Sunday, November 4, 2007

Beethoven and Soup

Beethoven said, "Only the pure of heart can make good soup."

I'm not sure how this explains the Soup Nazi.

But I think Beethoven was on to something.

It's good to put a little love into your food, to be at ease, open up a bottle of wine, turn some music on, enjoy the cooking process.

Be pure of heart.
The meal tastes better.

To me, food and music go together. I have a son who plays classical guitar. He likes to practice while I cook. We make a good team. He plays. I cook. He eats. I clean. But I don't mind. It's all about enjoying time with those we love, being creative, and reaping the benefits of a meal shared.

One of family's favorite meals is Tortilla Soup. I could eat it every day. It's evolved into one of those things that I don't really measure ... an amalgamation of all the different Tortilla Soups I've eaten over the years.

For the moment, we are enjoying this lighter version, with zucchini, chicken and corn, and if there's an avocado in the house, that's always a bonus.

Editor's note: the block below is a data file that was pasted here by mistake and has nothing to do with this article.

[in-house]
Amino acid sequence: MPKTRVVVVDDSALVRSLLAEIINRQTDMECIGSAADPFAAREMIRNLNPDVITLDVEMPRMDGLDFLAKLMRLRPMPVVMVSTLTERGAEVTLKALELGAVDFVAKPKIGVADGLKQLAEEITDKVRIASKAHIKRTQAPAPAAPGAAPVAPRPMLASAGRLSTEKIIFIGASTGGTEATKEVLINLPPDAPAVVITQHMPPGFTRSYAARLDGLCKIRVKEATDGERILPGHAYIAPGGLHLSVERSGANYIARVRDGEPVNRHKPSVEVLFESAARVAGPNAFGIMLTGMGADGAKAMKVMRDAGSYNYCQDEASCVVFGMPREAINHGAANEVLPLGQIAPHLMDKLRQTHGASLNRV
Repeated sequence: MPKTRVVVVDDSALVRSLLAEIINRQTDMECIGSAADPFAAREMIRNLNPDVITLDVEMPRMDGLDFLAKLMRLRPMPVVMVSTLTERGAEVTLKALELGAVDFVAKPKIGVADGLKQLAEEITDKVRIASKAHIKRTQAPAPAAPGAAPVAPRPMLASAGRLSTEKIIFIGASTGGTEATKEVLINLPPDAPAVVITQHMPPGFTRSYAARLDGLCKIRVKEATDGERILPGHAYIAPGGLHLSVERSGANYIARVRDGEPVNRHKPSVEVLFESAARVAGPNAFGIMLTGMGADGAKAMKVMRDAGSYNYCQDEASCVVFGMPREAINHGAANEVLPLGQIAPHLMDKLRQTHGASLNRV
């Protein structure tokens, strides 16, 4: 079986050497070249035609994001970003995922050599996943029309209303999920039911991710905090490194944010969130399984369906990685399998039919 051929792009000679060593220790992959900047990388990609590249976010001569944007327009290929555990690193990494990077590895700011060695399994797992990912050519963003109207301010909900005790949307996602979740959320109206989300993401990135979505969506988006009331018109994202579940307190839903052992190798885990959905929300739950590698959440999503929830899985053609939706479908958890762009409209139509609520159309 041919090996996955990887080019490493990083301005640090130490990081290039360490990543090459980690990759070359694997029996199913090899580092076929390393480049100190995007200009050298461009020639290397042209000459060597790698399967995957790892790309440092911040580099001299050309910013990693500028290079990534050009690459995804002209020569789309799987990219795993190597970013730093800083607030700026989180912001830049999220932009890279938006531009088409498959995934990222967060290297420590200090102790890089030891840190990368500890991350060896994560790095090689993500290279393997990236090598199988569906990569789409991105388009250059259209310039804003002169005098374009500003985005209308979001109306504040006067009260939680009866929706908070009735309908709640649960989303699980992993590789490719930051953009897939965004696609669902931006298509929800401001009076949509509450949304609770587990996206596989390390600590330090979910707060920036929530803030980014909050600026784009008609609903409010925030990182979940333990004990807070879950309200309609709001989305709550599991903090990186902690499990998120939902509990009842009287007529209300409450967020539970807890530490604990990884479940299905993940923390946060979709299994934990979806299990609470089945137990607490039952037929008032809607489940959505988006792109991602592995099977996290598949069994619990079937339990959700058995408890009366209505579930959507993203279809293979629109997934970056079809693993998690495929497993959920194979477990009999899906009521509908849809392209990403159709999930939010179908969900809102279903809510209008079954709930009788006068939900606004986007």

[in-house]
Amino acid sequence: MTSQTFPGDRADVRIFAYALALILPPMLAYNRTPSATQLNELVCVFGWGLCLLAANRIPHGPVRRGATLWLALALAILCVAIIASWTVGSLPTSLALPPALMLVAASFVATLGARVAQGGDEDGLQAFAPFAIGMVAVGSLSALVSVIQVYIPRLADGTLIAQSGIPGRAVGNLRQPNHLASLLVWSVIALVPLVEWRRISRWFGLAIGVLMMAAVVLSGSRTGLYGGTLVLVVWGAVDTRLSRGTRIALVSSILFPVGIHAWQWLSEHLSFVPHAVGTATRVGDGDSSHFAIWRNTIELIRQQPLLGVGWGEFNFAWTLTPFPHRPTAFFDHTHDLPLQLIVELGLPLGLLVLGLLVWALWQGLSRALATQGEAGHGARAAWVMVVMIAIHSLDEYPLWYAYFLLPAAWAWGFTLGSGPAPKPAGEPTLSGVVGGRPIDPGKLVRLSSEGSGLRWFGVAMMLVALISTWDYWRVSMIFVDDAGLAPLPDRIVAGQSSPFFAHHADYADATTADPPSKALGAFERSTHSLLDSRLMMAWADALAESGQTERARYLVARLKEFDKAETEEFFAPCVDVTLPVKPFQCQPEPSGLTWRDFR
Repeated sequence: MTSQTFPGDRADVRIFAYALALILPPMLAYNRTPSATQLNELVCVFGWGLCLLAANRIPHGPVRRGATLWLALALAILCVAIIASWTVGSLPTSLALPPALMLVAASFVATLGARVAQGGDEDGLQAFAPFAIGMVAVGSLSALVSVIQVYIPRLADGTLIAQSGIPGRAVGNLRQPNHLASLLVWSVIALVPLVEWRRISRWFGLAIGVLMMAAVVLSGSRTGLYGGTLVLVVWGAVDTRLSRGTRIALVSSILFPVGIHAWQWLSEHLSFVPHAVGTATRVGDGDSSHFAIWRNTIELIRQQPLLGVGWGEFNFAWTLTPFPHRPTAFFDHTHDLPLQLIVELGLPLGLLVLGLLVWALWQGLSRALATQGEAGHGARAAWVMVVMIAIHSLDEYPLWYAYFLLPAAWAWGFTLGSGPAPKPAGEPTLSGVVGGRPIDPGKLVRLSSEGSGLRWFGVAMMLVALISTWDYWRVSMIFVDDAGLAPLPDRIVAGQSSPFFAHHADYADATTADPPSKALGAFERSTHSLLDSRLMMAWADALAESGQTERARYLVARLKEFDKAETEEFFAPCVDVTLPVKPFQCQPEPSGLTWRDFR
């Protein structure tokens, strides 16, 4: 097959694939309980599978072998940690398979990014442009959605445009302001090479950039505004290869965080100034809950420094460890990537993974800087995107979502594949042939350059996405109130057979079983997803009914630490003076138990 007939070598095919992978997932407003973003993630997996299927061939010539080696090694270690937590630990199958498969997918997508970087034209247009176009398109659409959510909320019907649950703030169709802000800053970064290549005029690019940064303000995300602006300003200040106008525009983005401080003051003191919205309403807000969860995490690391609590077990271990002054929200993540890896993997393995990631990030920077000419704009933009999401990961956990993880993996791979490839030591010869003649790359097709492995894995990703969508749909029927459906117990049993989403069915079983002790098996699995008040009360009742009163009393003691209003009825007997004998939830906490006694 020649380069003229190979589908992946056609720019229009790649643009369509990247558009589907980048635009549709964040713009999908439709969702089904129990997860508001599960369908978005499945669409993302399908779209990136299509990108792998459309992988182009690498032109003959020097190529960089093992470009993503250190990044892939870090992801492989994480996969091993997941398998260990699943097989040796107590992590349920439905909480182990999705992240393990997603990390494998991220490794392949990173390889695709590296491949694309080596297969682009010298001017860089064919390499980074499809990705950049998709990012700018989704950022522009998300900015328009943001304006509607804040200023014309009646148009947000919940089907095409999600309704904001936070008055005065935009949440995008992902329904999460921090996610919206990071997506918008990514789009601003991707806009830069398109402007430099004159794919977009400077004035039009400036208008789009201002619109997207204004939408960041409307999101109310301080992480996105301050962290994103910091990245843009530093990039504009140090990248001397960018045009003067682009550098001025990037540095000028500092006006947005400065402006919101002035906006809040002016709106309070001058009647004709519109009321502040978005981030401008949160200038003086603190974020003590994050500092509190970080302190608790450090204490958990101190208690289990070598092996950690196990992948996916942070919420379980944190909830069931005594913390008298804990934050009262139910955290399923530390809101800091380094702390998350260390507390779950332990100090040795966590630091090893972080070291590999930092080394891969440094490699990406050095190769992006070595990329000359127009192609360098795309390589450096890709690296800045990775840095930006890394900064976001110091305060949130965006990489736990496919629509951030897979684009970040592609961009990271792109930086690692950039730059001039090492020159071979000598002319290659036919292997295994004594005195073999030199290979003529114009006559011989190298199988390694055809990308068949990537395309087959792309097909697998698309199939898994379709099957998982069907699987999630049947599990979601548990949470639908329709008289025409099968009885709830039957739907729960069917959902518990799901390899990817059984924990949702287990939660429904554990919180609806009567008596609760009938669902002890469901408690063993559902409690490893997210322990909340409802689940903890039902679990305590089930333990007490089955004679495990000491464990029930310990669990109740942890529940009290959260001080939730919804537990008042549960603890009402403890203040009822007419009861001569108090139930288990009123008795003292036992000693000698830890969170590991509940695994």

It is easy to imagine Beethoven ... introverted and tormented ... hunched over a steaming bowl of soup.

He new a good thing when he tasted it.

Tortilla Soup

In 1 T. Oil saute:
1 small onion chopped
1 Anaheim pepper chopped
1 or 2 tomatillos chopped
2 cloves garlic chopped

1 canned chipotle pepper in adobo sauce (chopped and mashed up a bit)
1 tsp. New Mexican chili powder
1 1/2 tsp. cumin
1 tsp. coriander
1 tsp. Mexican Oregano
1 (14.5 oz.) can chopped tomatoes
Salt to taste

Simmer a few minutes until tomatoes begin to break down and then add:
1 (32 oz.) carton organic chicken broth
1 or 2 small zucchini chopped
1/3 cup of frozen corn
1 cooked chicken breast shredded into pieces

Cook until vegetables are tender and chicken is heated through.

Serve in a bowl topped with chopped avocado, shredded Monterey Jack cheese, a squeeze of fresh lime, and plenty of fried corn tortilla strips.

Note: Chipotle peppers are hot. I usually add a dash of the adobo sauce along with it. You can play around with the recipe to see what works for you - but it's best to begin with a small pepper then add more if you like.